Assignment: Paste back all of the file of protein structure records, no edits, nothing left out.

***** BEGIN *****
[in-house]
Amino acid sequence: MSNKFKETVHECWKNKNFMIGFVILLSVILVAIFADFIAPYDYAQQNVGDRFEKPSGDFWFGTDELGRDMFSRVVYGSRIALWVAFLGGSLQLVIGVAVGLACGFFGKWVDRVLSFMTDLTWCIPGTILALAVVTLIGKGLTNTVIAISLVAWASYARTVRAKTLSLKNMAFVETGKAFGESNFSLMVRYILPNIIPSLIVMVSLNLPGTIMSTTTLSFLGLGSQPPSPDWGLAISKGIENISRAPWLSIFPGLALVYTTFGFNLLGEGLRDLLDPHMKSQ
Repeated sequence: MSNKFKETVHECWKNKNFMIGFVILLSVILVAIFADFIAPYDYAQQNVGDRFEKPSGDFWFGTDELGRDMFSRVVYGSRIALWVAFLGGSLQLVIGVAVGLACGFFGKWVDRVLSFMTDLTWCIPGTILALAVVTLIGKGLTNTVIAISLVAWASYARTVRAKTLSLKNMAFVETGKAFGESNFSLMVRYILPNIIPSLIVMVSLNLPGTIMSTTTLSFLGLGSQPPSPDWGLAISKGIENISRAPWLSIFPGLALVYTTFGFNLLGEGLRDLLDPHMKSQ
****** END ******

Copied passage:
[in-house]
Amino acid sequence: MSNKFKETVHECWKNKNFMIGFVILLSVILVAIFADFIAPYDYAQQNVGDRFEKPSGDFWFGTDELGRDMFSRVVYGSRIALWVAFLGGSLQLVIGVAVGLACGFFGKWVDRVLSFMTDLTWCIPGTILALAVVTLIGKGLTNTVIAISLVAWASYARTVRAKTLSLKNMAFVETGKAFGESNFSLMVRYILPNIIPSLIVMVSLNLPGTIMSTTTLSFLGLGSQPPSPDWGLAISKGIENISRAPWLSIFPGLALVYTTFGFNLLGEGLRDLLDPHMKSQ
Repeated sequence: MSNKFKETVHECWKNKNFMIGFVILLSVILVAIFADFIAPYDYAQQNVGDRFEKPSGDFWFGTDELGRDMFSRVVYGSRIALWVAFLGGSLQLVIGVAVGLACGFFGKWVDRVLSFMTDLTWCIPGTILALAVVTLIGKGLTNTVIAISLVAWASYARTVRAKTLSLKNMAFVETGKAFGESNFSLMVRYILPNIIPSLIVMVSLNLPGTIMSTTTLSFLGLGSQPPSPDWGLAISKGIENISRAPWLSIFPGLALVYTTFGFNLLGEGLRDLLDPHMKSQ